McCarthy’s Mutts

Stories From Alaska

Welcoming Committee
How’s it goin?

Oh, to be a McCarthy dawg. The town’s mutts roam ‘free range’. Highly prized and rarely preened, they snipe for fries, hump, sniff and snooze without human meddling. The pace and population of this remote Alaskan town ensures freedom to wander and build bonds. Packs form and frolic, poised and playful. It’s a medley of mock snarls, curling snouts and ever-shifting dominance. A sign, half way down the main dirt road, urges motorists to heed the pack’s unfettered movements.

Opha-Mae, Snug as a Bug

I watch them from the steps of the old hardware store. Alliances shift and ebb with each scuffle, until the next stick or bone is claimed and challenged. They duck, dive and dodge their playmates, with barks most usually worse then bites. Vicious outbursts give way to gentle tumbles. Through this tussle of teeth and tails, scores are settled and forgotten. It’s a dance; a wild canine theatre where dramas flair with spittle, butt-sniffing and high jinx. The winner chews the bone; the loser smiles in the sun. It takes the place of any Netflix drama. 

Jim-Bob and Token

This pack cares not of pedigree – from mongrel to Mastiff – no fur is worth more than the next. Neither is size a definitive factor. Molly Maguire, a floppy Corgi/Husky cross with a swishy trot, barks well above her weight. One call from Grandma Patt has her skampering home from her scavenging in minutes. Opha-Mae, an impish, lady-faced pinscher/boston terrier, patrols main street like a matron, when she’s not curled inside her owners hoodie for warmth. Charles, a newbie, was introduced as a ‘licker’. He drinks beer. The human community bestows an equal collective care on these feisty four-legged friends. If one is missing, their whereabouts are quickly pieced together by eagerly shared, watchful sightings.

Dog Day Afternoon

The tourists that brave the uncertain journey keep their dogs leashed and close, eyeing suspiciously the behaviour of this wild sect. In the city we grip things tightly. Here, collars and control become less important. The grand old dawgs that have passed, live on through local lore. Their place in McCarthy’s history is treasured and often recalled – Jack, Pacha, Achilles, Cinda-Lou, Diesel, IO and many I never had the privilege to pet.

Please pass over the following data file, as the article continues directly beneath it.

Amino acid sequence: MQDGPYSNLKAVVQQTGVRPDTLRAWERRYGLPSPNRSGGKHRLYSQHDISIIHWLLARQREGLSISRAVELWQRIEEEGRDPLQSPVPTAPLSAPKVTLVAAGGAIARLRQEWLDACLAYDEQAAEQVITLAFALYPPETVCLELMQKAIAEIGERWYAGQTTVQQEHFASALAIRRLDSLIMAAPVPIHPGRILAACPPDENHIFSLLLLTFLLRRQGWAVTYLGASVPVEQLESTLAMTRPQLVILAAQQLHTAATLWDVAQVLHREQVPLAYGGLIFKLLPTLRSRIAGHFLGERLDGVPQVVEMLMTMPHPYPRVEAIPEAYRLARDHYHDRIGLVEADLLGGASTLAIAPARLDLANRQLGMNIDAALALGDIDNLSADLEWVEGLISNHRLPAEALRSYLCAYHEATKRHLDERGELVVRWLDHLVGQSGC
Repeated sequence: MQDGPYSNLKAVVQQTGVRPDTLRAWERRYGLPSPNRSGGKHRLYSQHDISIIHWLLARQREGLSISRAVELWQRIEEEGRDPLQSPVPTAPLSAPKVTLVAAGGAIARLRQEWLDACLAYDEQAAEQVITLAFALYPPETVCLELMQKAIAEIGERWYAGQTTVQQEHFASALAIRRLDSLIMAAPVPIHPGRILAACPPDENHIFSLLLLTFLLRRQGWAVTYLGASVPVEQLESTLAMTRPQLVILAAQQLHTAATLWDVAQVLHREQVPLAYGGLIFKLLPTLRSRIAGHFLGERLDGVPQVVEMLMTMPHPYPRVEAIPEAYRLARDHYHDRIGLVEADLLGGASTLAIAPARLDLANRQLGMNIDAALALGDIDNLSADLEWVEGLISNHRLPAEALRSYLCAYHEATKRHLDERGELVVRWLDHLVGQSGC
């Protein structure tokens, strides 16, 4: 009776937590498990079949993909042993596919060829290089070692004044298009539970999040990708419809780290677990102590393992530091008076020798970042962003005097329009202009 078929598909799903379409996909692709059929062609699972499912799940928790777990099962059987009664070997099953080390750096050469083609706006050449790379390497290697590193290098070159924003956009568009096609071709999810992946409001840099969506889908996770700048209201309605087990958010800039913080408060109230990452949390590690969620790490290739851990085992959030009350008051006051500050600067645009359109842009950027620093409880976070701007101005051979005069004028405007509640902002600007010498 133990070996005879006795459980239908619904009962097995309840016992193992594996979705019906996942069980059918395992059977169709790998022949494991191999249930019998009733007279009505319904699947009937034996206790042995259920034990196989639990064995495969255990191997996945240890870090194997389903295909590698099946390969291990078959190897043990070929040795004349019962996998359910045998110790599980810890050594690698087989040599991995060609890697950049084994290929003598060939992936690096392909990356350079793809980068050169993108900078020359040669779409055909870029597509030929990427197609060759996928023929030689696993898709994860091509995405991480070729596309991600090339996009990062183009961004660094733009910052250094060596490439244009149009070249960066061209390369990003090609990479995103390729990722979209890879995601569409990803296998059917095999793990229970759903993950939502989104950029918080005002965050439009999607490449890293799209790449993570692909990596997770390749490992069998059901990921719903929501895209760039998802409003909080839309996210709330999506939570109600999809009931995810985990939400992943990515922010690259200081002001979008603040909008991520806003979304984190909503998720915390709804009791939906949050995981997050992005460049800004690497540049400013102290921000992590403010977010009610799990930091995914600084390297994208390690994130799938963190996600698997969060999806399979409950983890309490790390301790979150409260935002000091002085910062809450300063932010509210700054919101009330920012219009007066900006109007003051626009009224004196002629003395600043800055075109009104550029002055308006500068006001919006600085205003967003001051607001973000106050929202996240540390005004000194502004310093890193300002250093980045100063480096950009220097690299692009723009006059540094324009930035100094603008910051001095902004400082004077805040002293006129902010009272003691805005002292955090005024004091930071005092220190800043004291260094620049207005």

Kimmie and Token
Dear Old Jack

Losses make way for new arrivals. Silas, Echo, Jim-bob and ‘Uh-huh’, Kimmie, Tazlina, Ruger and Cato skip, slobber and slink about town with the exuberance and promise a puppy brings. These hapless newcomers must learn quickly. Fast moving streams, bears and the piercing pain of a porcupine quill are mistakes most can only afford to make once. These dogs are as close to wild as a pet can be. They define the community as much as the hardy humans that whistle from their porches when it’s time for bed. These are McCarthy’s mutts and they’re as free as their owners. 

Knik, Knackered
Bart and Ardea
One for the road

5 thoughts on “McCarthy’s Mutts

  1. Brilliant. Between the writing and the photos, it’s a beautiful little slice of life in this bush Alaskan town.

    Thanks Paul.

    Liked by 1 person

  2. Reblogged this on Jonathan Erdman, indie writer and commented:
    My photographer friend Paul (that I’ve been doing some hiking trips with this summer) has a great post on McCarthy Mutts. The photos and the descriptive writing give you an idea of some of the reason why this little bush Alaskan town has such a strong center of gravity that keeps pulling us back, summer after summer.


  3. I know most of these dogs, as I was in McCarthy the same year as Paul, and I love them. When I went, I did not have a dog and I adopted Kinick as mine when I first met him. He hd a real orner, but I love Kinick with everything i’ve got.

    Liked by 1 person

    1. He’s a good boy – was always finding mischief. It’s that sort of place 💚💚


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